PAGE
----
The EcoVeg approach has a unique take on direct human impacts, too. In addition to describing naturally-occurring vegetation, it includes a parallel system for human-managed, or cultural, vegetation. This includes agricultural fields, orchards, manicured turf, and the like, allowing highly-managed vegetation to be easily compared to natural vegetation.

The EcoVeg approach could have meaningful impacts for the future of conservation.

“It is essential to have a unified and widely accepted system as a basis to adequately develop environmental management projects,” says Gonzalo Navarro, a longtime EcoVeg collaborator based in Bolivia. This approach in particular is essential, Faber-Langendoen elaborates, because “it ties together different parts of the landscape.”

For example, take USNVC type A3302, “Central & Southern Appalachian Hemlock-Northern Hardwood Forests”. This alliance is found across a swath of eastern North America, from its southern extent in high-elevations of Virginia to its northern extent in low-elevations of extreme southern Ontario.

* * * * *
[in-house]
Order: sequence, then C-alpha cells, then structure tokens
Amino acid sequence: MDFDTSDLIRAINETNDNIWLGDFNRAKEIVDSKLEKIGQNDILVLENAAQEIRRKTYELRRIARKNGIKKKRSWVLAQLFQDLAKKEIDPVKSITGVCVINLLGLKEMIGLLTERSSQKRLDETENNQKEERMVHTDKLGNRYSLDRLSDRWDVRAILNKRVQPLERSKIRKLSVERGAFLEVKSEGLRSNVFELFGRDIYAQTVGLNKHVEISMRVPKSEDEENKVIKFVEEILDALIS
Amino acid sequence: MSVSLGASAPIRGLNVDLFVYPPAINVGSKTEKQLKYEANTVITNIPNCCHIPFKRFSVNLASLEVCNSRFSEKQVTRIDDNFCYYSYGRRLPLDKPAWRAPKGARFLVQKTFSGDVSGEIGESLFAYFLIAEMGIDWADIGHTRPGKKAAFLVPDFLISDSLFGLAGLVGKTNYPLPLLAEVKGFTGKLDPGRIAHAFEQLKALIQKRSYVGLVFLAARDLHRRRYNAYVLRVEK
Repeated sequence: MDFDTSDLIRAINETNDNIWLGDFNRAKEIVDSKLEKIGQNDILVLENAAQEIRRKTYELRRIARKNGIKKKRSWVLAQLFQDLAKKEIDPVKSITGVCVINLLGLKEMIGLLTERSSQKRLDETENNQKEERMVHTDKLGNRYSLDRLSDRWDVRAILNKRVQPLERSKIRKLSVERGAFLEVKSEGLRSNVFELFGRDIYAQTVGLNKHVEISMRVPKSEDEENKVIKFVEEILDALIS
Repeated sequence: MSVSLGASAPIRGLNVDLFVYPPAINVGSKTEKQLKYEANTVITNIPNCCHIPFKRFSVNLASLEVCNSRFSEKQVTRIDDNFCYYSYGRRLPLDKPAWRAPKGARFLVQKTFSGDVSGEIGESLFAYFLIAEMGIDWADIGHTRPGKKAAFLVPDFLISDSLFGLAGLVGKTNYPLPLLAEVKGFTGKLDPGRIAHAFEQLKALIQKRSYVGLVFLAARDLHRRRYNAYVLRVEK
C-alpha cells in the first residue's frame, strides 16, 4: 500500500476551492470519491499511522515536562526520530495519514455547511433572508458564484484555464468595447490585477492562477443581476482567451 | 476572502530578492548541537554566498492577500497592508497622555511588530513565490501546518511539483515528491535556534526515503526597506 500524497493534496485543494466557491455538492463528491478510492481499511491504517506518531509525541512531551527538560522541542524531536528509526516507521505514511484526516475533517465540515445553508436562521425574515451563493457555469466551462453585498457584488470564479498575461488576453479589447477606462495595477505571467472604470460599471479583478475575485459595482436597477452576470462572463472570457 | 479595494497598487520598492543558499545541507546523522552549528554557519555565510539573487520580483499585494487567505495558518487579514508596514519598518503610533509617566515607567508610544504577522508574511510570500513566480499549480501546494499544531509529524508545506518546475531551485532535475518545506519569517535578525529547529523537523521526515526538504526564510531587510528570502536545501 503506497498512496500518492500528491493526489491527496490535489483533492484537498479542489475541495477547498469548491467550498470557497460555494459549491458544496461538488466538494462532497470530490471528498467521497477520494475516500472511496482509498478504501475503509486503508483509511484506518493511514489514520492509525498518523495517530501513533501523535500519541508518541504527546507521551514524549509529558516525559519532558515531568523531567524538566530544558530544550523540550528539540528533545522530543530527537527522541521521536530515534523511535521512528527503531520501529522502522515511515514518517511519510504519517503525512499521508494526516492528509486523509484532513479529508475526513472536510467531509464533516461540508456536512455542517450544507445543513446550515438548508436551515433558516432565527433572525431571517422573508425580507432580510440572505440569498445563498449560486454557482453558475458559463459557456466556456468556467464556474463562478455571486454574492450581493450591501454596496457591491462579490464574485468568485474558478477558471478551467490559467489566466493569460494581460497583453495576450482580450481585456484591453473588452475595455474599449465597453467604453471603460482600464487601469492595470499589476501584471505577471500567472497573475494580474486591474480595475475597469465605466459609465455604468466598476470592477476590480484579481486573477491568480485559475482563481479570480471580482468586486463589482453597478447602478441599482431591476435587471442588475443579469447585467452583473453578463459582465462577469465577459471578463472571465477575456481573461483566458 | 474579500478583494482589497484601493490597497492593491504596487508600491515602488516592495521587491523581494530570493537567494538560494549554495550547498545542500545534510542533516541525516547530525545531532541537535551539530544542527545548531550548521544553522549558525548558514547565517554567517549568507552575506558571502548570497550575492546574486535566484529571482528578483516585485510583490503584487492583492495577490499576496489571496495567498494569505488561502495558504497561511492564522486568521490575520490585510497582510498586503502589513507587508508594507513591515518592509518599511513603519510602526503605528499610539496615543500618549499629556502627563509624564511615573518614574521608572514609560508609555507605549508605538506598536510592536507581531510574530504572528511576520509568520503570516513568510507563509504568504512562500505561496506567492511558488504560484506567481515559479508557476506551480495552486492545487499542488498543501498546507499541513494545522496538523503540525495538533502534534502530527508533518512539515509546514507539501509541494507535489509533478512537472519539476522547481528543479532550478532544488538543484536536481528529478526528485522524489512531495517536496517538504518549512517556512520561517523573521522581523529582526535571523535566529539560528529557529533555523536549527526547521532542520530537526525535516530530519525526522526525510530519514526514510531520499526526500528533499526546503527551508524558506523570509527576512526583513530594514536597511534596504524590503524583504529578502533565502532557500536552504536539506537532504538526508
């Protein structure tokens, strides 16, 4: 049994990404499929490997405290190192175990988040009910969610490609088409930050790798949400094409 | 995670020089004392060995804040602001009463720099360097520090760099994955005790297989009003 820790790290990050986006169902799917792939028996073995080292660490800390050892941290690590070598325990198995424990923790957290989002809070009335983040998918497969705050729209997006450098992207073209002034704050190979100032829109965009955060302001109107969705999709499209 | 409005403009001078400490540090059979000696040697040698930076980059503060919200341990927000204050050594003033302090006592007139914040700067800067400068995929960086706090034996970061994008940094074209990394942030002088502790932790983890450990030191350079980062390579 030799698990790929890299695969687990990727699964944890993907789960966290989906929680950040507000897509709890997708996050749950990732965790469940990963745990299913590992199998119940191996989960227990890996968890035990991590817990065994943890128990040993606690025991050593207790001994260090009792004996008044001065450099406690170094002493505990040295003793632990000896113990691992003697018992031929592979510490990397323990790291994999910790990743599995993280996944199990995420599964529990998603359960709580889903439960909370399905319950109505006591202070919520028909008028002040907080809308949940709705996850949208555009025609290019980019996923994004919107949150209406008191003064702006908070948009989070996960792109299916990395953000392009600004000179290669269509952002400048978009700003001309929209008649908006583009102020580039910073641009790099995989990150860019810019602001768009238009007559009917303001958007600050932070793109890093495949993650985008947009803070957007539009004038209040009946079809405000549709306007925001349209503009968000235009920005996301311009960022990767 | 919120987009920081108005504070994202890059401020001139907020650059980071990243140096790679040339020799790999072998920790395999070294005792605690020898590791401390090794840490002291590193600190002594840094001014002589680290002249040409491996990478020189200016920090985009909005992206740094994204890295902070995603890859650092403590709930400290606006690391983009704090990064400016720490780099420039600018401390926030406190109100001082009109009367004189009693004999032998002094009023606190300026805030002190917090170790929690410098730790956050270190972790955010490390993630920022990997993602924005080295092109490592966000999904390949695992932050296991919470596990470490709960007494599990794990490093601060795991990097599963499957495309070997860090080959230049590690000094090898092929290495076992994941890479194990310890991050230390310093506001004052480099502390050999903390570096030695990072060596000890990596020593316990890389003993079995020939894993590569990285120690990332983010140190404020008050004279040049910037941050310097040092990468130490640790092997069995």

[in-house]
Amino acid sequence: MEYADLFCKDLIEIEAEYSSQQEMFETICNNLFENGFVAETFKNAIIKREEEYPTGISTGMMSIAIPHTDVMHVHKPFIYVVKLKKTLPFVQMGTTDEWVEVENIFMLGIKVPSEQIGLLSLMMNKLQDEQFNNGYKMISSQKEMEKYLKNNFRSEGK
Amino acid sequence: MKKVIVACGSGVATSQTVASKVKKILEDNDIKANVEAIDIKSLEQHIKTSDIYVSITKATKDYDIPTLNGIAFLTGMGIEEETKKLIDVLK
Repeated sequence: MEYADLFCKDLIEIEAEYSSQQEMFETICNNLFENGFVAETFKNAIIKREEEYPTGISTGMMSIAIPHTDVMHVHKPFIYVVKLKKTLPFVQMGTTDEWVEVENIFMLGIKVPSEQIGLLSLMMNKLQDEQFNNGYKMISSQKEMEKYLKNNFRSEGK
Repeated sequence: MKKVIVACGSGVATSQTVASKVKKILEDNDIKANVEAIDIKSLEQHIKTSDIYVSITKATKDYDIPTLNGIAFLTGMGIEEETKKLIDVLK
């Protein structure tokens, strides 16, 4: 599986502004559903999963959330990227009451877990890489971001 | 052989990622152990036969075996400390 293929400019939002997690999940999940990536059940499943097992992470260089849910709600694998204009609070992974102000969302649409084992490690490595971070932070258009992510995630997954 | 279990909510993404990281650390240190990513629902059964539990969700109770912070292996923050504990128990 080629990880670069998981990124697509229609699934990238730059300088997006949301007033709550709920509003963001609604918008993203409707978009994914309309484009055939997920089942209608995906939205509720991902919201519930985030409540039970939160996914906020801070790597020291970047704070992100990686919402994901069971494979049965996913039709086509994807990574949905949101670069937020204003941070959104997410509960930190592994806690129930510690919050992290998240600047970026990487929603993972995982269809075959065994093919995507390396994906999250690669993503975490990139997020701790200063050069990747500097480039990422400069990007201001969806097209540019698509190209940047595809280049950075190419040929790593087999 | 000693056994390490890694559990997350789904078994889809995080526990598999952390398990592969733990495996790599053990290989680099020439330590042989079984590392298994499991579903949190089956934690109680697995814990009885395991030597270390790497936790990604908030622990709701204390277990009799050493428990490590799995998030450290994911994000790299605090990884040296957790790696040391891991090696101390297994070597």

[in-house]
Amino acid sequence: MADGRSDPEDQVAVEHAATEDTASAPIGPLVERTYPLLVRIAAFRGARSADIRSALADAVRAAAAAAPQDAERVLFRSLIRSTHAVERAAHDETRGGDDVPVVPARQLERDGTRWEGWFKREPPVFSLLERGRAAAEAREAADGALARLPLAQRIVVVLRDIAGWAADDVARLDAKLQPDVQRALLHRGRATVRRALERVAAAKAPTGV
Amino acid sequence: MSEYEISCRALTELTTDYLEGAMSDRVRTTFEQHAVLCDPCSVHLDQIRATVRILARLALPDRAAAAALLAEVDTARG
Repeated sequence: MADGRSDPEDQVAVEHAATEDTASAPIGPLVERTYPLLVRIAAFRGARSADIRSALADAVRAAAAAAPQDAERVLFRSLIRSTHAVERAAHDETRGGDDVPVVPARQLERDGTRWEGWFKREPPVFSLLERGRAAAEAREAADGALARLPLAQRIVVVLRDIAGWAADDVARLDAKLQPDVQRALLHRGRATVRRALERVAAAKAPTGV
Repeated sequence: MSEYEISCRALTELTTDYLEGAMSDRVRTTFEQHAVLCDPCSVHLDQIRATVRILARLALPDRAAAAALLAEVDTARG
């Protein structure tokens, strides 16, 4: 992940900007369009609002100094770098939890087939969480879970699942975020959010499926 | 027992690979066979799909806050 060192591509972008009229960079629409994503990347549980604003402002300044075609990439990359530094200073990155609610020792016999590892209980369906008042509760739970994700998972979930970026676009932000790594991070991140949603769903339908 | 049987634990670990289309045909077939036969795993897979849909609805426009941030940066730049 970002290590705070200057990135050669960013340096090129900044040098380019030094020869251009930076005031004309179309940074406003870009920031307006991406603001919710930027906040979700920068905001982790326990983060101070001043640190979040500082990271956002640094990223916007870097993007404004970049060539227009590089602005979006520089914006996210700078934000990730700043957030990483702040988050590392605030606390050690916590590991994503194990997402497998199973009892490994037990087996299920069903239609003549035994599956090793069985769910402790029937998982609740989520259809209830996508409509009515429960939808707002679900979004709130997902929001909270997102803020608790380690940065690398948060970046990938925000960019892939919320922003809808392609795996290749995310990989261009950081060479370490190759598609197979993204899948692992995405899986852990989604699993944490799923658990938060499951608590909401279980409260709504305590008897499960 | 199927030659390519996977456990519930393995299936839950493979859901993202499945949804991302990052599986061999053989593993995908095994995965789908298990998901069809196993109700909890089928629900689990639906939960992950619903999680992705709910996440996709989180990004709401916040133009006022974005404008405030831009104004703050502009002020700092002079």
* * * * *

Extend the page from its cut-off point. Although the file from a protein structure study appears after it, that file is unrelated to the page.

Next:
The Eastern North American Cliff & Outcrop Group. Credit: Christ Lea.

EcoVeg classification system applied to the Bald-cypress – Tupelo Floodplain Forest. Credit: Christ Lea.

EcoVeg classification system applied to Coastal Sage Scrub. Credit: Christ Lea.

The southern expressions of A3302 are experiencing warmer conditions than the north—the sort of conditions that are likely to affect this type in its northern range in coming decades due to climate change. Identifying both as different versions of A3302 reveals the connections between the expressions, allowing managers to use the current condition of the southern expression to predict the future for the north.  The classification allows them to glimpse one possible ecosystem future and make management decisions based on those informed predictions.

That’s useful for changes beyond climate change, too. Invasive plant species, pest diseases, deer browse—the list of environmental stressors continues, and the effects of each can be better understood through a unified classification system that reveals the connections between types. And because EcoVeg works across multiple scales, it can help track the changes as they ripple across global and local landscapes alike.